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Are there any risks in taking Zofran?

Zofran (ondansetron), a prescription medication for nausea, can be dangerous for some people. That includes anyone who is allergic to the active ingredient, ondansetron. It may affect your heart rate, and can be dangerous for people with a family history of “Long QT” syndrome, a heart condition. It may also pose risks for people with liver disease and a genetic condition called PKU. Zofran is often given as quick-dissolving tablets that you place on your tongue. It works very quickly to stop nausea triggered by chemotherapy or radiation.  Zofran may also have serious side effects which require immediate medical help such as vision loss or temporary blindness (for a few minutes up to a few hours); a slow heartbeat; trouble breathing; anxiety, agitation or shivering; feeling like you might pass out; urinating less than normal, or not at all; an allergic reaction causing trouble breathing or swelling of the face, tongue, lips or throat. Zofran may also make you drowsy or dizzy, so make sure you are alert enough to drive. When Zofran is taken with other medications that increase levels of a brain chemical called serotonin, there is a risk of a serious condition called serotonin syndrome. Symptoms of serotonin syndrome include agitation, hallucinations, rapid heart rate, dizziness, tremor, seizures, nausea and vomiting.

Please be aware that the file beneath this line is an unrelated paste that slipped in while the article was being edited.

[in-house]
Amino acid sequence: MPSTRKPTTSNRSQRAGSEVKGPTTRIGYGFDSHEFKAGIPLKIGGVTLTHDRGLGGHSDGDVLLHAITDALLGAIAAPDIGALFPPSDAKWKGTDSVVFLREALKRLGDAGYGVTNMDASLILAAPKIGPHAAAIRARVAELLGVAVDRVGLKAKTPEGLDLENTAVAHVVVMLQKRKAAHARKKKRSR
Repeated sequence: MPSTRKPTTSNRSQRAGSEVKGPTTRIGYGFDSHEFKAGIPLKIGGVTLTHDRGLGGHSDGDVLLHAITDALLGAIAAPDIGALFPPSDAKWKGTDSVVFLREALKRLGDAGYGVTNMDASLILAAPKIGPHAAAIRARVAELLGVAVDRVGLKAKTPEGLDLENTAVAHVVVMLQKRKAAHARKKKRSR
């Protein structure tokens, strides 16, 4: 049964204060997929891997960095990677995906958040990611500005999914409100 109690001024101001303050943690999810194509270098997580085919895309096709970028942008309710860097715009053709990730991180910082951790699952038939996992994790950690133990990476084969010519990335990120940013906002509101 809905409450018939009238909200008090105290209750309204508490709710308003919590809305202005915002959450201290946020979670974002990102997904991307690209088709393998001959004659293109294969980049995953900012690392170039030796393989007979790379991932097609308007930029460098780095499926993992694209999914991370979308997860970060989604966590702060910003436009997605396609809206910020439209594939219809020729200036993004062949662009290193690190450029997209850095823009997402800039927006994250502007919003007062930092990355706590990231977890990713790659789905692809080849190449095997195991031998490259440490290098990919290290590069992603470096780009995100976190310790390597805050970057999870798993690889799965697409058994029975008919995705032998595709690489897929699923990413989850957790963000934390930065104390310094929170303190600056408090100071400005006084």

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Important: This content reflects information from various individuals and organizations and may offer alternative or opposing points of view. It should not be used for medical advice, diagnosis or treatment. As always, you should consult with your healthcare provider about your specific health needs.